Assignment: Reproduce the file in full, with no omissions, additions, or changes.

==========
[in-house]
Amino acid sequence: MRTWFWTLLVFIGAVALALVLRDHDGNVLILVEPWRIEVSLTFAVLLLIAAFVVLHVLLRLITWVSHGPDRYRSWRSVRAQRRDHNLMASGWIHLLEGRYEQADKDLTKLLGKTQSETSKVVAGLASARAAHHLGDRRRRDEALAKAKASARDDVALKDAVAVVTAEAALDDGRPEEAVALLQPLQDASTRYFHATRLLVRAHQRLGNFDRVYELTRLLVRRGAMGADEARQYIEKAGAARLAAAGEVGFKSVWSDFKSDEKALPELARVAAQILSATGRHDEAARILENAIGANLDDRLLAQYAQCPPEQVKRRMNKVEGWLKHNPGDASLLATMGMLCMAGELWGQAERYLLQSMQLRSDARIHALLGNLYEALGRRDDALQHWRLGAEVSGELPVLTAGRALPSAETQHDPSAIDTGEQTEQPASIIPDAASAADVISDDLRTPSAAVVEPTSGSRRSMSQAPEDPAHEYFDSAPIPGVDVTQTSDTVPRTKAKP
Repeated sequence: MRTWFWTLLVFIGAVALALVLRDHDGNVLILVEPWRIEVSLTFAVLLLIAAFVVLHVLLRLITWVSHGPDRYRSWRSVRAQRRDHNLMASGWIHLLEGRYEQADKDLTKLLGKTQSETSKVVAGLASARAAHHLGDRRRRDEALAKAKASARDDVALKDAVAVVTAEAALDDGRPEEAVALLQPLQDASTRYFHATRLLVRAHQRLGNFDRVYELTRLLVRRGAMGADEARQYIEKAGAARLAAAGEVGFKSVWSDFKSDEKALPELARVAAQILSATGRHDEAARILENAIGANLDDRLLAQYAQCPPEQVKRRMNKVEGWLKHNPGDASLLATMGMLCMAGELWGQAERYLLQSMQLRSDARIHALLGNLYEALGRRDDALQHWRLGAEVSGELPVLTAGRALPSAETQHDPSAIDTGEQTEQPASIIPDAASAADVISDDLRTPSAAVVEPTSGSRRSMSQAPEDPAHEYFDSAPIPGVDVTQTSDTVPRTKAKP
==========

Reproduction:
[in-house]
Amino acid sequence: MRTWFWTLLVFIGAVALALVLRDHDGNVLILVEPWRIEVSLTFAVLLLIAAFVVLHVLLRLITWVSHGPDRYRSWRSVRAQRRDHNLMASGWIHLLEGRYEQADKDLTKLLGKTQSETSKVVAGLASARAAHHLGDRRRRDEALAKAKASARDDVALKDAVAVVTAEAALDDGRPEEAVALLQPLQDASTRYFHATRLLVRAHQRLGNFDRVYELTRLLVRRGAMGADEARQYIEKAGAARLAAAGEVGFKSVWSDFKSDEKALPELARVAAQILSATGRHDEAARILENAIGANLDDRLLAQYAQCPPEQVKRRMNKVEGWLKHNPGDASLLATMGMLCMAGELWGQAERYLLQSMQLRSDARIHALLGNLYEALGRRDDALQHWRLGAEVSGELPVLTAGRALPSAETQHDPSAIDTGEQTEQPASIIPDAASAADVISDDLRTPSAAVVEPTSGSRRSMSQAPEDPAHEYFDSAPIPGVDVTQTSDTVPRTKAKP
Repeated sequence: MRTWFWTLLVFIGAVALALVLRDHDGNVLILVEPWRIEVSLTFAVLLLIAAFVVLHVLLRLITWVSHGPDRYRSWRSVRAQRRDHNLMASGWIHLLEGRYEQADKDLTKLLGKTQSETSKVVAGLASARAAHHLGDRRRRDEALAKAKASARDDVALKDAVAVVTAEAALDDGRPEEAVALLQPLQDASTRYFHATRLLVRAHQRLGNFDRVYELTRLLVRRGAMGADEARQYIEKAGAARLAAAGEVGFKSVWSDFKSDEKALPELARVAAQILSATGRHDEAARILENAIGANLDDRLLAQYAQCPPEQVKRRMNKVEGWLKHNPGDASLLATMGMLCMAGELWGQAERYLLQSMQLRSDARIHALLGNLYEALGRRDDALQHWRLGAEVSGELPVLTAGRALPSAETQHDPSAIDTGEQTEQPASIIPDAASAADVISDDLRTPSAAVVEPTSGSRRSMSQAPEDPAHEYFDSAPIPGVDVTQTSDTVPRTKAKP